It’s no secret that I have a special place in my heart for the everyday items of yesteryear.
For all things vintage
and just really plain old.
Items that are no longer needed for their primary purpose and can be re-imagined into something new. My two-paned window is the perfect example. It came into my life about 2 years ago. I discovered the window at one of those chain thrift stores for $6.99. (Back when prices at thrift stores were actually thrifty.) It was apparent that it was quite old from the style of the wood frame. And it had been painted and repainted repeatedly, as evident by the peeling layers of paint.
Now this window wasn’t just your run of the mill vintage variety. It was unique. Some creative soul in the year of 1982 had the brilliant idea of preserving wildflowers behind the panes. (And I can just imagine the excitement as the person thought, “Now this is going to look classy hanging next to my collection of goose figurines!”) The owner definitely was serious about the wildflowers though, because the job was professionally done. In addition to the framing store tag on the back, that window had been matted, stapled, glued (and whatever secret thing framing stores do to make your matted item crazily expensive.)
The wildflowers may have looked country fresh back in the day, but by the time the window had crossed my path, the flowers had denigrated into a brown, crispy, potential fire hazard. And it definitely took some time and quite the effort to free the brittle mess from it’s vintage window prison, as the framing company had been quite good at their job.
vintage window ornament wreath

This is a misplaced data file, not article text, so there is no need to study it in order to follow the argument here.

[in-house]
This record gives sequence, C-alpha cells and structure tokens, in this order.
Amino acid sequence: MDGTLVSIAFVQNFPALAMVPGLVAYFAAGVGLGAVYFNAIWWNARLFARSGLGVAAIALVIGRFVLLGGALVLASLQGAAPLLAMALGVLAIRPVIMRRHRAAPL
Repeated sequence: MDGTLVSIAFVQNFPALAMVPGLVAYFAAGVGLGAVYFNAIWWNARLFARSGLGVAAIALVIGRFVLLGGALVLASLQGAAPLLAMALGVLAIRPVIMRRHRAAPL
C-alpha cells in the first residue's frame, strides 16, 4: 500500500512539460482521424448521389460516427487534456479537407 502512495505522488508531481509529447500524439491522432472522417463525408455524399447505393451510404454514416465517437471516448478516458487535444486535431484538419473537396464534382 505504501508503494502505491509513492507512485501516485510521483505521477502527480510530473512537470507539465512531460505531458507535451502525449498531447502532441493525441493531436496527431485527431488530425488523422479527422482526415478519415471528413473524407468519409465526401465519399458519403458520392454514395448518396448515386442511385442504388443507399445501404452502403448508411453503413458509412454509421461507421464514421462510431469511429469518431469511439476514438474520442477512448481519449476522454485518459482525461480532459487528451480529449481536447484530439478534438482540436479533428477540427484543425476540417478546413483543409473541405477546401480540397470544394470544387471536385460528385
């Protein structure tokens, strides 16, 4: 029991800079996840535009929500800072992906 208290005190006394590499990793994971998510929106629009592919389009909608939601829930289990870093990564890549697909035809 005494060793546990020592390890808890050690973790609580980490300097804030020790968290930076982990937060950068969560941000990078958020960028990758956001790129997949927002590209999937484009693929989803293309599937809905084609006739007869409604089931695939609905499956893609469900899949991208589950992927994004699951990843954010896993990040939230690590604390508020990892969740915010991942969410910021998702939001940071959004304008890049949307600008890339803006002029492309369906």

After the window was all cleaned up, I displayed it behind my DIY Pink Ornament Wreath (see post here).
Nikon 3-14-13 029old window
And most recently, I decided to back the window with an old map I found at an antiques mall. The map was so delicate that it just kept ripping apart in my hands as I was trying to attach it to the window frame.
Nikon 3-15-13 034map
I’m not sure of the age of the map but it stopped documenting events in 1962.
Nikon 3-14-13 037undies
Okay, so please read this next bit of info with an open (and frugal) mind.
The next part of my vintage window project followed the reuse and recycle mantra. I bought a new brand of “unmentionables” for my daughter and when we later opened the package at home, we determined that the “delicates” weren’t going to be practical if she planned on actually moving while wearing them. But instead of getting rid of the ill-fitting garments, my crafty mind noticed the fun colors and thought, “Do I dare recycle underwear into my next project?” And of course, I did.
Nikon 3-15-13 004pattern
I decided to make a little pennant garland to hang in front of the map window. I made a pattern triangle out of a foam egg carton and traced it on the folded edge of the fabric. I then used pinking shears to cut out each triangle.
Nikon 3-15-13 045pennant garland
I folded the triangles over a length of baker’s twine and secured each one with a piece of tape.
Nikon 3-15-13 047vintage window
So here is the next phase in the life cycle of an old window. A little vintage, mappy, garland fun!
And what about you? Do you enjoy repurposing 80’s decor? Or have you recycled something that just may be unmentionable?
Linking to these fun parties:
View Along the Way
The DIY Showoff
Not Just a Housewife
If It’s Not Baroque